Entries are judged based on four criteria: balance, taste, aroma and overall impression. A well-balanced sake presents an overall harmony, with no readily discernible faults, and its aroma is perfectly integrated with its flavor.
With aroma, connoisseurs recognize such qualities as refinement, complexity, individuality and effusiveness. Aroma figures strongly in the judging of ginjo and daiginjo sakes but is less of a factor with junmai labels.
When rating the taste, judges think in terms of pairs of opposites (clean vs. cloying; rich vs. heavy, tight vs. loose, etc.) and score on a scale of one (the highest mark) to five. Taking into account a sake's balance, taste and aroma, one can now rate its overall impression as either outstanding, good, acceptable, slightly flawed or noticeably flawed.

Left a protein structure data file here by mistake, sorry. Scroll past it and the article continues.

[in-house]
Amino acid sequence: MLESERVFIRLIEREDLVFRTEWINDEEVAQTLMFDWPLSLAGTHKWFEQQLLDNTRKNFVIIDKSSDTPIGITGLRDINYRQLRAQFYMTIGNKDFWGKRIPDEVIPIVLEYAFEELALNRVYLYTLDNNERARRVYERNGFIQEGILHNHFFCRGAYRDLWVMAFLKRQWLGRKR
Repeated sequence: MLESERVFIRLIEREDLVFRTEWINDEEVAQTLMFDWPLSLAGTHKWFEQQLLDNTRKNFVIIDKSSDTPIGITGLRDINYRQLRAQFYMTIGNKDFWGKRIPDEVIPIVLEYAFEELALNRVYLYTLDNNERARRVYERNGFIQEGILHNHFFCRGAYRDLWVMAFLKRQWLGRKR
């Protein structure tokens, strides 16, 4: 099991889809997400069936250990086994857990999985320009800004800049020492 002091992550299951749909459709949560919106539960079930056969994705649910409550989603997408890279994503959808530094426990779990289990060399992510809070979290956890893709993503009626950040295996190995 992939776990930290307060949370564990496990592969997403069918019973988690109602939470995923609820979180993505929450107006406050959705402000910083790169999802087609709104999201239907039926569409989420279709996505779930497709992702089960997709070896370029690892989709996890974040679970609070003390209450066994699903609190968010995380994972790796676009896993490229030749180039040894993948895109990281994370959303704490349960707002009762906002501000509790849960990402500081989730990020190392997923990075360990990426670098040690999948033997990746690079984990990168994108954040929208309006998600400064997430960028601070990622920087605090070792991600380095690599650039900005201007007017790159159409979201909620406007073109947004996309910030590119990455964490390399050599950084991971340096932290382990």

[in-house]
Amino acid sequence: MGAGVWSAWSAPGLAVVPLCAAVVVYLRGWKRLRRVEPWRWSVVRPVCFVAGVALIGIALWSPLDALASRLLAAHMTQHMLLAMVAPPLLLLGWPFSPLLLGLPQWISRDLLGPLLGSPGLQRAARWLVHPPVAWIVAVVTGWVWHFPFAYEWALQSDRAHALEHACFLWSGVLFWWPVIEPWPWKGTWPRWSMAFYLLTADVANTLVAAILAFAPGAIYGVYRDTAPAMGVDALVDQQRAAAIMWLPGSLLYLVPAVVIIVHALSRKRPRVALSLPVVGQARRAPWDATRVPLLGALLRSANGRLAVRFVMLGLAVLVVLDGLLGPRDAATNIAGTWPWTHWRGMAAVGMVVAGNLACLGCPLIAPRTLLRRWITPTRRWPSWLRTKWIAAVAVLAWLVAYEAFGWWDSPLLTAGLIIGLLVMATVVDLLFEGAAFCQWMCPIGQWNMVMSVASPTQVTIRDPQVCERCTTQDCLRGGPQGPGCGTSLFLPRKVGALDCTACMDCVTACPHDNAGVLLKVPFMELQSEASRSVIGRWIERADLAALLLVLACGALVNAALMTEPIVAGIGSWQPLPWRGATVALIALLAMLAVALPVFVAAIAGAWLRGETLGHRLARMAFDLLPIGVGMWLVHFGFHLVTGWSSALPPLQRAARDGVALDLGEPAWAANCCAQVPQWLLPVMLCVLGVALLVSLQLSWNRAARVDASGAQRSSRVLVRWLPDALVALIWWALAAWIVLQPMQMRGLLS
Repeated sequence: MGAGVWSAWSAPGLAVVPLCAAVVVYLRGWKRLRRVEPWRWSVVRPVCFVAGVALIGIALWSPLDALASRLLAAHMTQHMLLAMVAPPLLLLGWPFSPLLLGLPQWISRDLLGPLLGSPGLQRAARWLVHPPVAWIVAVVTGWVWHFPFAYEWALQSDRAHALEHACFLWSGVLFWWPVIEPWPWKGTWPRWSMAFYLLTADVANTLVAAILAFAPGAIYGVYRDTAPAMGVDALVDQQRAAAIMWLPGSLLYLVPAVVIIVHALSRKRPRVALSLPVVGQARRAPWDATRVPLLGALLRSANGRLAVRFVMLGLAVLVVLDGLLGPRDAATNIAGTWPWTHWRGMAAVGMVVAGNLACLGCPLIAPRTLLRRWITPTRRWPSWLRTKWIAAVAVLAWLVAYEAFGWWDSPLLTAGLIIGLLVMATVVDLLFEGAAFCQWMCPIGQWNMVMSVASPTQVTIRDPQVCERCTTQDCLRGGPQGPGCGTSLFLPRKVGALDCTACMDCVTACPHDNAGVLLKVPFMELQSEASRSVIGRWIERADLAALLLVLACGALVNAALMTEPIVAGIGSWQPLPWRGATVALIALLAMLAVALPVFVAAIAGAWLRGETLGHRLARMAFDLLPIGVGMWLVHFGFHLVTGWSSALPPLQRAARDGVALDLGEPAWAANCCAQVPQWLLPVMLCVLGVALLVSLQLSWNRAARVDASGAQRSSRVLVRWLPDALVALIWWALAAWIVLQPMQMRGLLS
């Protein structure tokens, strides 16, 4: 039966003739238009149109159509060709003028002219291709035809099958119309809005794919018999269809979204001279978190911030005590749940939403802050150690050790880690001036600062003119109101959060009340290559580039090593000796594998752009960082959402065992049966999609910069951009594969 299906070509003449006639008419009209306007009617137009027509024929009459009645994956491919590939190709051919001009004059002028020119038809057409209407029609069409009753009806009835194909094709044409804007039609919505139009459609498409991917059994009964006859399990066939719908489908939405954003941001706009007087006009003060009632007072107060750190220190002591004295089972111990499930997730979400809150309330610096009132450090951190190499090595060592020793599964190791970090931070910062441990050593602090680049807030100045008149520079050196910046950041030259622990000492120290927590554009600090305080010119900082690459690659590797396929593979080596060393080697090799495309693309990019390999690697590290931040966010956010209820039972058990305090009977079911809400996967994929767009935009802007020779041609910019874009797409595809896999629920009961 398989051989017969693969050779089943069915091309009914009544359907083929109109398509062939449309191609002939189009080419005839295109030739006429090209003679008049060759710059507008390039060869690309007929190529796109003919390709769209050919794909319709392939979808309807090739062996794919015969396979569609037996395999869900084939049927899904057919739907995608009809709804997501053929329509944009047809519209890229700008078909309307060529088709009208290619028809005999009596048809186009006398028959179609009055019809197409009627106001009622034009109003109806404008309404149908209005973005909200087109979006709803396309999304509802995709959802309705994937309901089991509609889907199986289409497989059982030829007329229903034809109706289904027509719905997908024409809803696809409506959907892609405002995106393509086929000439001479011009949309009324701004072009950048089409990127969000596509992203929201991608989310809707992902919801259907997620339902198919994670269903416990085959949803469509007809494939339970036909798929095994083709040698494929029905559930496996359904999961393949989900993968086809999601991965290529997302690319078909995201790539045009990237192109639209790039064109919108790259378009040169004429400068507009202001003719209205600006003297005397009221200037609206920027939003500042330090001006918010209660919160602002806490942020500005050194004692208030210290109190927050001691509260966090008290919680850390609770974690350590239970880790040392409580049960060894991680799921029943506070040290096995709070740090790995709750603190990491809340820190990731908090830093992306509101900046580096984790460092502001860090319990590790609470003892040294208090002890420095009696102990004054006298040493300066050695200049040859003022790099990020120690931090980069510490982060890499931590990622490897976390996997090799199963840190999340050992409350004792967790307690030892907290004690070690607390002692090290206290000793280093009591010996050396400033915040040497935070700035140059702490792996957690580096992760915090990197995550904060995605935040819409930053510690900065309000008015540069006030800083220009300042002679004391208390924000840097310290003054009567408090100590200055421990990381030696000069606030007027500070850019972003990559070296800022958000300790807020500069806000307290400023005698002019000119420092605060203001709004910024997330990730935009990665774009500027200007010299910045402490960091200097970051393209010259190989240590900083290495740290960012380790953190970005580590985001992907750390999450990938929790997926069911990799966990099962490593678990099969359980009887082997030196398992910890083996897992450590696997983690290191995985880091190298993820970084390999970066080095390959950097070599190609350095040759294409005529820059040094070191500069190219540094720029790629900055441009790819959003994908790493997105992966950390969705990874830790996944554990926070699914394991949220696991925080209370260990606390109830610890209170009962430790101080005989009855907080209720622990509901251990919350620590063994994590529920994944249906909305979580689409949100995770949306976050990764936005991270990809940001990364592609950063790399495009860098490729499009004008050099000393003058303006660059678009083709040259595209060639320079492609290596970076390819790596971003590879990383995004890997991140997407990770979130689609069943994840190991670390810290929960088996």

Entries to the U.S. National Sake Appraisal are evaluated in a blind tasting over two days with ten participating judges, five from Japan and five from the U.S., using the form on this page. There are two sessions, the “isshin,” or first tasting, in which all entries are tasted, and the “nishin,” or second tasting of entries in top 50th percentile of the isshin tasting. Gold and silver awards are determined by ranking in the nishin tasting.